Podcast 201: Broken Bricks, Unloved Concrete, and Portable Tablesaws
The FHB editors offer suggestions for repurposing a concrete slab, protecting brick from rock salt, switching from a shop saw to a portable, and more.
Follow the Fine Homebuilding Podcast on your favorite app. Subscribe now and don’t miss an episode:
Matt, Kiley and Patrick hear from listeners about small jobs and glass bottle masonry before taking questions about how to best use an unloved slab in the backyard, how to keep the snow removal team from destroying a brick wall with salt, and the proper way to detail a deck over a porch.
Listener feedback #1
Chris in Chicago writes, Hello FHB podcast personalities, Love the conversation you have been having lately about the problem of finding tradesman to do small jobs on homes. I would like to throw my 3 cents in on the topic from the trades’ side.
When I traded in my tools for a position as a facilities manager a few years back i thought i would try making some extra money on the weekends doing handyman work. Let me tell you brother after doing it for a year or so, I learned a few things.
The honest truth is that homeowners are just not willing to pay what you need to charge to make it worth your while most of the time. They will pay a heating guy or a plumber 125-150 per hour for a service call no matter how painful because they need their furnace to run and there toilet to flush. The same cannot be said for patching some drywall or replacing a lockset. In reality a handyman has the same expenses and costs that a heating guy and plumber have but can’t command a fraction of what they charge. There’s also the reality that some want a price up front , so you end up driving around quoting jobs your never gonna get.
I can guarantee you if i was to tell someone over the phone i charge 150 per hour it’s gonna be a short conversation.
I decided to just go back to delivering pizza’s.
Listener feedback #2
Brian in Seattle writes, You recently asked about what kinds of stuff we’ve found in our houses — I’ve found two copies of The Watchtower magazine in walls and a 1948 Seattle Post-Intelligencer newspaper in my bathroom ceiling. The newspaper was notable because it had an article about the actor Robert Mitchum being arrested for marijuana possession.
I also found some old liquor bottles and beer bottles, but they weren’t so much in the basement as IN the basement, the walls to be specific.
The house was originally built in 1930, presumably on a post and beam foundation. I know that the owner in the 1940s dug out and poured the concrete basement, but it wasn’t until I had to enlarge an opening in a small section of concrete wall in order to build a staircase that I discovered the bottles used as bricks.
Listener feedback #3
Dane in Brisbane California writes, Regarding your discussion of balconies built on cantilevered floor joists from episode 197. You were talking about this detail as a relic of the 1970s, but here’s an example of a soon-to-be $1M+ house in my neighborhood doing exactly that.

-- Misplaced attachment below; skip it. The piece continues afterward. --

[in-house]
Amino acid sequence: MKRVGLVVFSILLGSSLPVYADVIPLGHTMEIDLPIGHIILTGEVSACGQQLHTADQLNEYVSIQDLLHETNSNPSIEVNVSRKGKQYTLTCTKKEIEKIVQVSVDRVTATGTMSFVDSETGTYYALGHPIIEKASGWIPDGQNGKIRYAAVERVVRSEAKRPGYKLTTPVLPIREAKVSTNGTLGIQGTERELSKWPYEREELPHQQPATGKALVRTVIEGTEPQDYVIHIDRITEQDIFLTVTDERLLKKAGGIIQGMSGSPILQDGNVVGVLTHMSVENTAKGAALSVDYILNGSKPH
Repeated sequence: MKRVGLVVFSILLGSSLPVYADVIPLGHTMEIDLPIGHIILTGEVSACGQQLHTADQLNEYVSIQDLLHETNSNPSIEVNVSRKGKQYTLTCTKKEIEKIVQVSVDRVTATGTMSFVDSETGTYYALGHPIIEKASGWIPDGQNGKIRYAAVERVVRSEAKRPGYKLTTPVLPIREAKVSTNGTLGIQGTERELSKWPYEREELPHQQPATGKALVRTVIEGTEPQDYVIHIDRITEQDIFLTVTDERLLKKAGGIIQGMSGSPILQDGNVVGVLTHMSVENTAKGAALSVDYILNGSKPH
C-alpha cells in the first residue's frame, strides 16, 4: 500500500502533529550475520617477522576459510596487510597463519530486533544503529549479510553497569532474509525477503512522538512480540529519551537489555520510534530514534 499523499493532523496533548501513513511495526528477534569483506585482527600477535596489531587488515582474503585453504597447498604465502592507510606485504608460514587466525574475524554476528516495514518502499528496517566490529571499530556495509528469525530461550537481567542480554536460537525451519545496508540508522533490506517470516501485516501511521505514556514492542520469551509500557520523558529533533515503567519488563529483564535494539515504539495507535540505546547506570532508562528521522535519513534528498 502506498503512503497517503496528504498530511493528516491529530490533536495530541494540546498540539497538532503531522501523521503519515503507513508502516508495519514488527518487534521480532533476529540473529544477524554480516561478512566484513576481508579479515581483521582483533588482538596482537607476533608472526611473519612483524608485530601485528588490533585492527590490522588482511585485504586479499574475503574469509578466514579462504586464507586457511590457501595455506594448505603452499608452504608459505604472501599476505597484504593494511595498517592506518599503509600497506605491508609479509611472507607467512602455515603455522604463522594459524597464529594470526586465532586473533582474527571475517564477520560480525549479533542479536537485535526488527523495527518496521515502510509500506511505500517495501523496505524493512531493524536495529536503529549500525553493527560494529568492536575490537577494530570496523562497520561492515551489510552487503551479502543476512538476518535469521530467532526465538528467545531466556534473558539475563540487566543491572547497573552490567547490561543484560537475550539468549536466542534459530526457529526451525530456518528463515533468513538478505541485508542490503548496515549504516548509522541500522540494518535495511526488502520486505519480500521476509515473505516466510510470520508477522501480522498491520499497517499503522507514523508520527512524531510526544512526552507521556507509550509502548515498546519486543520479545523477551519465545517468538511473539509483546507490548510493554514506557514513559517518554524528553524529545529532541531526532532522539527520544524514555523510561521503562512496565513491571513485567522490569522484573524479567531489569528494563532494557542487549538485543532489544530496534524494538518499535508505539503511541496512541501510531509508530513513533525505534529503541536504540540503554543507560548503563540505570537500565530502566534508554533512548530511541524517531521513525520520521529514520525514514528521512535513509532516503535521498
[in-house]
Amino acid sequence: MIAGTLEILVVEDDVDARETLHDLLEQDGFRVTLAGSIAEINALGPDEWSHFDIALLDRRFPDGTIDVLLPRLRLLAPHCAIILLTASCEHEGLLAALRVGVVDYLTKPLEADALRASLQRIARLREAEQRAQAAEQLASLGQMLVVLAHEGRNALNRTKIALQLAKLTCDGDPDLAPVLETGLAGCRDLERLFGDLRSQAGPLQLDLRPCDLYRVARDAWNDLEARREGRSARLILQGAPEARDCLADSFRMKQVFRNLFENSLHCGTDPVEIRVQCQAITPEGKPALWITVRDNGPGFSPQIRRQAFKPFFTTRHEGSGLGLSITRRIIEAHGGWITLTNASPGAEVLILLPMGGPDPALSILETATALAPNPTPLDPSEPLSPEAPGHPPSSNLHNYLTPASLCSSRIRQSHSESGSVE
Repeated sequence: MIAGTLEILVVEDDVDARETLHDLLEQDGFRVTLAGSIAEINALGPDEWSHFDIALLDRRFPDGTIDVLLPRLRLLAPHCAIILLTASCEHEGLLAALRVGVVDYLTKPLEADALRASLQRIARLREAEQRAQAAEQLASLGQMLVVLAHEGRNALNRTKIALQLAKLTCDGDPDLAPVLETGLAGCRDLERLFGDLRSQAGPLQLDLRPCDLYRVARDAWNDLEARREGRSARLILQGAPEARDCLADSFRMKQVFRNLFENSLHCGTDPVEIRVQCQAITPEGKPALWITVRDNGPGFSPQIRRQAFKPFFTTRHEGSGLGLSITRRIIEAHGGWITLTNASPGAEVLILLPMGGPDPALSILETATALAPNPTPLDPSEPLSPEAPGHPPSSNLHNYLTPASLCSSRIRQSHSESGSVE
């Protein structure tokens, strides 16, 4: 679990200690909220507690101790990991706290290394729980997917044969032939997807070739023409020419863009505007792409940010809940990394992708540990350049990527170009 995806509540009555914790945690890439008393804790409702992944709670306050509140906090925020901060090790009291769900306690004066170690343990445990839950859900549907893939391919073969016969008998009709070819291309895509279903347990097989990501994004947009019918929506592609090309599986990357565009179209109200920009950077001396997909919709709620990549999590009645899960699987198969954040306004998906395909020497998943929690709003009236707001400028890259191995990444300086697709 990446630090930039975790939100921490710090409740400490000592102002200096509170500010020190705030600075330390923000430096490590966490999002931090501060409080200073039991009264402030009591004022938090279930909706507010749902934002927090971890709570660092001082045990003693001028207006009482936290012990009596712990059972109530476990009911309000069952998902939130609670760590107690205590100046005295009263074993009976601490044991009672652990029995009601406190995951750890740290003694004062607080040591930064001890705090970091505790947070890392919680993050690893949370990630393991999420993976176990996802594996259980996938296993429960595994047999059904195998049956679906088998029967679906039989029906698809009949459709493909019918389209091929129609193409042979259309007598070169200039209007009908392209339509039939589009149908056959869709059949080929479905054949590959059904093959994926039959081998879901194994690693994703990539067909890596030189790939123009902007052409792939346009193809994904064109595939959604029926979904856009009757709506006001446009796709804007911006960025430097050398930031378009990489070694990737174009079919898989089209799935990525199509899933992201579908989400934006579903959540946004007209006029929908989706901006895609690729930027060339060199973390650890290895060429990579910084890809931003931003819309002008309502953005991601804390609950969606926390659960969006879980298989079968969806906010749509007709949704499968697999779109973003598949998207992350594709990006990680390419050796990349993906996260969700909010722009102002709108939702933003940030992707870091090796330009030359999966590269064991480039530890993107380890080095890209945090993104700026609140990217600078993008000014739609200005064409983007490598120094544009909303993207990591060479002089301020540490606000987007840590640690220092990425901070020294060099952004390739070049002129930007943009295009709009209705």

Editors’ home project updates:
- Kiley’s carpet cleaner
- Matt’s gazebo roof
- Patrick’s photo shoot
Question 1: What to do with this backyard slab?
TJ from Bellingham writes, Hi FHB Podcast crew love the podcast and have learned so much (who knew there was so much to know about insulating and venting houses). I have a 20’x14’x4” thick concrete slab left over from the previous home owner that my wife and I are trying to decide what to do with. The slab was previously used as the base for a dog kennel. It’s not level, is surrounded by trees, and is looking pretty rough. I currently use our 2 car garage for a little woodworking and remodeling projects so I would love to build a small shop in this space but doubt that the slab would be useful at all for this. I’m also not sure if the space I have at this site is enough room for a shop and if I can reasonably build a shop there (due to watershed restrictions I can’t easily remove any of the trees). My wife would like to either put a small garden shed on it or turn the space into a outdoor patio. I know a small shed could easily sit on this slab and would get some of the yard equipment out of the garage, giving me a little more room. It just seems like a waste of space to not utilize this area to its full potential. Sprucing this area up into a patio with some pavers and maybe a pergola would be a relatively easy project but seeing as we live in the wet Pacific Northwest I don’t know how practical this would be from a usage point of view. If this was your space what would you do with it? Creative thoughts are welcome.
- How to Design and Build Inviting Outdoors Spaces
- Inspiration for Building a Backyard Patio
- Destination Patio
- Build a Budget-Friendly Shed
Question 2: How can you prevent ice-melt salt from damaging brick?
Michael from Chicago writes, Hey Y’all, I’m the facilities manager at my Church in the northwest suburbs of Chicago and we have this situation where, during the winter, when it snows, the snow removal company applies ice melt next to the building on a wheel chair ramp and it has begun to deteriorate the brick veneer. Below is a picture of some of the damage to the brick (sorry for the poor quality) as well as a field sketch of the damaged condition. The damage pretty much runs the length of the ramp which is 20 feet (minus a door) and extends up to about 7 1/2″ up the wall.